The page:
Several weeks ago I declared war. On a mole. “Maury” keeps popping up in my front yard and things are getting serious now.
It is downright distracting. I dutifully mowed the lawns last Sunday and was admiring my work until the next morning, when clearly Maury had returned.
I’d like to believe he was only popping up to say hi and let me know that I am doing a fine job watering the yard and keeping all those earthworms delectably moist. Or he is just pressing my buttons.
Probably the later. Pair this up with making feeble attempts to set up a better-suited remote office space in my home, along with my ever present technology challenges and well you guessed it, I was making mountains out of molehills.
Have you ever wondered where that saying came from? Thank goodnes for Wikipedia which tells us that this well-used idiom dates back to the 16th century and refers to being over-reactive about minor issues. Am I really “greatly exaggerating the severity of the situation?”
Yes, perhaps I am. And it is probably a good diversion at home; away room all the seriousness of our work and the dire constraints we know that businesses, schools and families are facing every day. None of us is untouched by this pandemic. Watch television or dare post your viewpoint on social media and you’ll experience how polarizing current events are right now.
I discovered this week that I was allowing myself to also become a little frazzled over things I simply cannot control, leading me to be particularly agitated over very minor things – that is, a few molehills in the workplace. Rats! Err, I mean…moles!
My normal protocol on most evenings upon leaving the office is to start eating my apple as I cross the parking lot to my vehicle. About mid-way home I roll down my passenger side window and throw the core out into a field. As I was driving home last night (yep, this blog is as fresh as the molehill), I was feeling pressed to arrive in a timely fashion for a personal appointment, I was also feeling particularly agitated about a few thousand non-consequential items.
Midway home as planned, I rolled down the passenger window to chuck the apple core out the window, only to have it abruptly hit the window, bounce off my passenger seat and land on the floor. Did I mention that I had just had the car detailed?
Holy Moley! I had rolled down the back-passenger window, not the front passenger window!
If I had not been hysterically laughing at myself by the time I arrived home, I might have thought to take a photo of the window to show the marvelous display of apple pieces stuck to it, along with the artistic streams of apple juice making its way down into the door’s interior. Today, it’s just an awful smudge.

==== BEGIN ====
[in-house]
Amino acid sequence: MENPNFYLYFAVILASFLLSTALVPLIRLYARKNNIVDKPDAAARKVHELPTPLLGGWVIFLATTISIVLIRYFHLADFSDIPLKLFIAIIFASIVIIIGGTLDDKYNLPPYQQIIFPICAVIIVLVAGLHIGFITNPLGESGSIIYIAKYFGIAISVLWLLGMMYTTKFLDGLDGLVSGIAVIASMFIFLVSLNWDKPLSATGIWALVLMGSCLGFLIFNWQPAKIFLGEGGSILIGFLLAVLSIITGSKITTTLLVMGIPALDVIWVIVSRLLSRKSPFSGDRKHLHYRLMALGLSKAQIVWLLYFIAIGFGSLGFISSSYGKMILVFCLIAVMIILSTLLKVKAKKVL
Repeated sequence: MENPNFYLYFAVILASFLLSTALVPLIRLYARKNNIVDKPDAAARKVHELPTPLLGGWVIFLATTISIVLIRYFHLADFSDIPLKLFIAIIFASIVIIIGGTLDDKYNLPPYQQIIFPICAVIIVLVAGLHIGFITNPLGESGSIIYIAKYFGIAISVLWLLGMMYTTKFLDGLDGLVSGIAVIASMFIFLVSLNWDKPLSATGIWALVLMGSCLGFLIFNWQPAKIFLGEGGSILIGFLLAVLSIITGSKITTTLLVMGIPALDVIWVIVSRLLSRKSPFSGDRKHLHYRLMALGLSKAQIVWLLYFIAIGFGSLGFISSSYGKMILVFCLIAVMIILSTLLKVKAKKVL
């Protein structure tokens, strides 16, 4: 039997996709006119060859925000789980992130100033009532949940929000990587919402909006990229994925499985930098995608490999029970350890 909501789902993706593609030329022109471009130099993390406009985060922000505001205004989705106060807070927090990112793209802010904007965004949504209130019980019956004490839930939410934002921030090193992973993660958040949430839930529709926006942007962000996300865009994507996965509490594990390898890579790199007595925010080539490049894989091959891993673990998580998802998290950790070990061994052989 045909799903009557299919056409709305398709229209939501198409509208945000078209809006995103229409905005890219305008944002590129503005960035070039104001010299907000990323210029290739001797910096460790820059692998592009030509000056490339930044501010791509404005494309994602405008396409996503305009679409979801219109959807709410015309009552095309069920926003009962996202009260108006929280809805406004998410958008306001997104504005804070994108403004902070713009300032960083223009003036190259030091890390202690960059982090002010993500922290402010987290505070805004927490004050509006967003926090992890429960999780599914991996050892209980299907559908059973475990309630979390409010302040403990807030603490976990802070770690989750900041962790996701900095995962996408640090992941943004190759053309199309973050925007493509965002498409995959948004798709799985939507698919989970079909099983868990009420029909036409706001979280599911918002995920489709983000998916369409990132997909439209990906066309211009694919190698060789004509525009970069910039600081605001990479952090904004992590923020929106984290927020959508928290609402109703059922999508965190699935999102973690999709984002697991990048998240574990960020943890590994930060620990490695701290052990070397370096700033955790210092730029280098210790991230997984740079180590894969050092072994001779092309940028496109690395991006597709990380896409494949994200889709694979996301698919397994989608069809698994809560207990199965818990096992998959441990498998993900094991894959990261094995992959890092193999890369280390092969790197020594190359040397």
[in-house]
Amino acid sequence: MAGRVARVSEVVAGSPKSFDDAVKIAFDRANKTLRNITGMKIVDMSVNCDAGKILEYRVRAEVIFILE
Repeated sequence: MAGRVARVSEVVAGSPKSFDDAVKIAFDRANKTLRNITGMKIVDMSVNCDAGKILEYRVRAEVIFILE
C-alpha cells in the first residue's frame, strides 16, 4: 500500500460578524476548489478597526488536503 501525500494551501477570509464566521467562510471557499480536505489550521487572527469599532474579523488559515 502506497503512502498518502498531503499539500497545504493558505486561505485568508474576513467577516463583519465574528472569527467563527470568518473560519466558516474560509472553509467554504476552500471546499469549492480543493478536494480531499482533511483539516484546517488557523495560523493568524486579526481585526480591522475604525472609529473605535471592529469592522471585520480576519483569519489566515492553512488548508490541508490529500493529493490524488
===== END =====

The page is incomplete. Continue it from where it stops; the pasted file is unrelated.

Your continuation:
This is the very window I had to intentionally break while out in the wilderness after locking my keys in the car – maybe I ought to be saying Holy Window! Never mind that story, I’ll save that comic relief for another day.
This blog does not have much to do with anything specific happening behind the scenes at SOREDI. The point here is comic relief; turns out that laughing at yourself does wonders. And perhaps my encouragement to you is to lighten up out there. Rest assured, I am most definitely pointing my sticky apple finger back at myself!
What mountains are you trying to make out of molehills? The way we show up every day to do our work and live through the craziness of the day – with or without a mask – matters. Choose your battles wisely and laugh hysterically.
On a more relevant business note, in the last few months we have responded to hundreds of businesses with daunting needs, along with many other business service partners. With the recent notice of awards for grant funding from the Economic Development Administration, SOREDI is pleased to report that we have a full staff again. We have hired Abigail Skelton, as Project Manager to shepherd these grant initiatives, work on various deferred maintenance projects and reconvene the One Rogue Valley Coalition groups. Watch for her profile soon on our website.
We are committed to exceptional customer service and excellence as we continue to work on behalf our entire region to help Southern Oregon businesses launch, relocate, and prosper. Thank you for your support!
And if you have a good strategy for tackling my front yard molehills, please do share!
Taking it out on Maury,
Colleen Padilla, Executive Director
Spice name “Lemon Pepper”